Oort's early studies, under his teacher Jacobus Kapteyn, made him familiar with Kapteyn's celestial model, which placed the sun at the center of a relatively small galaxy. In 1917, however, Harlow Shapley challenged Kapteyn's model, proposing a far bigger one. Oort's first major scientific achievement was to provide observational evidence that confirmed the main features of Shapley's model. Shortly after he joined the Leiden faculty in 1926, Oort found that stars with velocities greater than about 65 kilometers per second move predominantly toward one hemisphere of the night sky. That is consistent with the theory that our solar system rotates around the distant center of our galaxy and that other solar systems move around the same center. It was the first direct evidence of the Milky Way's rotation.
From his observations and calculations, Oort was able to show that our galaxy was much bigger than previously thought and that it contained many more stars. Oort also determined that the sun was not even close to the galaxy's center. "Like a modern Copernicus, Oort showed that our position in nature's grand scheme was not so special," said Seth Shostak, a U.S. astronomer.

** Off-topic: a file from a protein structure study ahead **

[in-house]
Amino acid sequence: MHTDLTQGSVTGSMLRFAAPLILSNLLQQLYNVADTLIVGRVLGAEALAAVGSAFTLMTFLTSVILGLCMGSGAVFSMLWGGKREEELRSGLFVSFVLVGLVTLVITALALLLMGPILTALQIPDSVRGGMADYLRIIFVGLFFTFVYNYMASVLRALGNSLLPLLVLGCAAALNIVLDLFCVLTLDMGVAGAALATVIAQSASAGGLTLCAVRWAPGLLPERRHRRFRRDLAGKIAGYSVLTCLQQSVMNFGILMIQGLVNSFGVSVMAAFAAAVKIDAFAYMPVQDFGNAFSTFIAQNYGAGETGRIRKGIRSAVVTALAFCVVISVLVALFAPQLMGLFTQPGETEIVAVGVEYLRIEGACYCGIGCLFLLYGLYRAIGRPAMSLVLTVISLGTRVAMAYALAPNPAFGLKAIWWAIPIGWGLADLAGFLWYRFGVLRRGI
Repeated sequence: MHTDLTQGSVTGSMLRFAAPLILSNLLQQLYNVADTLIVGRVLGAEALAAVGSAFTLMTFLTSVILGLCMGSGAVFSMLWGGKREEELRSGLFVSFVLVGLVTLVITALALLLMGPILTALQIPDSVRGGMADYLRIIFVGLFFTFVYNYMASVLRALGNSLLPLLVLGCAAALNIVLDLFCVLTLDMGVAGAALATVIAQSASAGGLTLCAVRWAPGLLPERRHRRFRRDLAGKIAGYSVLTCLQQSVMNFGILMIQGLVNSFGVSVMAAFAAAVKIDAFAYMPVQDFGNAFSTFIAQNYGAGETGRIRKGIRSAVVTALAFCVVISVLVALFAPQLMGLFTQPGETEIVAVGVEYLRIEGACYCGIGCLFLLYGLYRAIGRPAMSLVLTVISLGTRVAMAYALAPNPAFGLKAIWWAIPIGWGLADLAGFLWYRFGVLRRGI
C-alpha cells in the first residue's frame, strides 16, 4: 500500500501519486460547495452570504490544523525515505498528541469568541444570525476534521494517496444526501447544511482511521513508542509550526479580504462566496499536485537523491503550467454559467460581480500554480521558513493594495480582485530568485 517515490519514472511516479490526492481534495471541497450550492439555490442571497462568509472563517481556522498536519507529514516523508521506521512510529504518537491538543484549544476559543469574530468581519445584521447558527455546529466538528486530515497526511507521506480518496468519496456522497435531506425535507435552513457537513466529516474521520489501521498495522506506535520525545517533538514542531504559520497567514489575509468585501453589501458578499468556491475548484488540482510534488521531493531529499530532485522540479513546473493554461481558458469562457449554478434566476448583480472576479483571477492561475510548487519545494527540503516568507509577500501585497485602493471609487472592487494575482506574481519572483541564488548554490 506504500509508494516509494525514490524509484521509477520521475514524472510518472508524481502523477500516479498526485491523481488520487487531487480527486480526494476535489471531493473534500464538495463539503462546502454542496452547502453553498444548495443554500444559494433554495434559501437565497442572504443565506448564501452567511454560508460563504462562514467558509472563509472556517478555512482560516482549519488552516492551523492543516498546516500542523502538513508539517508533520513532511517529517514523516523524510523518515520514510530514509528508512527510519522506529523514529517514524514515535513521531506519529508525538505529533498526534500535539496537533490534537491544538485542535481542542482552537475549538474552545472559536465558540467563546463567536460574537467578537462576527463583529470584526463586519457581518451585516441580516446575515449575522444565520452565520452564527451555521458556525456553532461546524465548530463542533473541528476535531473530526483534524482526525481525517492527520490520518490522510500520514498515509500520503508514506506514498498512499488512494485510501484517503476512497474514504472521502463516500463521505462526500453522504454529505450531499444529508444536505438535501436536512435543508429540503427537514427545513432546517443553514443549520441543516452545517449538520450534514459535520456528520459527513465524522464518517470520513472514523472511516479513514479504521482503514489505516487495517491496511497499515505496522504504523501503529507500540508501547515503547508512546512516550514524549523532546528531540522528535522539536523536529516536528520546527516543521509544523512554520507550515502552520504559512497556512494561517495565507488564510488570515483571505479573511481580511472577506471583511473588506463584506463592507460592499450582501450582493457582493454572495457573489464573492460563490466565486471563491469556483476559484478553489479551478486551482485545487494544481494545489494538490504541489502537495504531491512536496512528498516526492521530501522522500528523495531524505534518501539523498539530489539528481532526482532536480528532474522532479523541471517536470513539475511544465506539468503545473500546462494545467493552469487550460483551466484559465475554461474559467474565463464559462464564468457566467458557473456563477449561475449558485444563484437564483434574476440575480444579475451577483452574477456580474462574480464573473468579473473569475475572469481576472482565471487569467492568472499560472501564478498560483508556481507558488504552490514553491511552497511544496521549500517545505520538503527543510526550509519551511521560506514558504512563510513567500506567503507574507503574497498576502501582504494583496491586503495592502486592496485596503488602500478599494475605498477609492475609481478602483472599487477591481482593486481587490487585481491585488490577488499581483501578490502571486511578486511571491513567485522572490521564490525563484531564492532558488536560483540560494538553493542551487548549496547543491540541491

After World War II Oort and his associates at Leiden built a huge radio telescope to detect radio waves in hydrogen and made far-reaching discoveries on the evolution and structure of our galaxy. They found evidence that supported the hypothesis that stars are formed out of hydrogen and dust clouds; they proved the spiral structure of our galaxy and found its period of rotation to be over 200 million years; and they located and investigated the processes occurring in the galactic core and the vast corona of hydrogen encircling the galaxy. They also investigated the origin of radio signal sources, including the group of stars known as the Crab Nebula, which they demonstrated to be a remnant of the supernova that appeared in 1054. Oort was credited with promoting radio astronomy in its early years and with putting the Netherlands in the forefront of postwar astronomy.
Oort's observations showed that there is much more mass in the universe than can be detected visually. This was a pioneering recognition of the undetected "missing mass" or "dark matter" that is believed to make up more than 90 percent of the universe.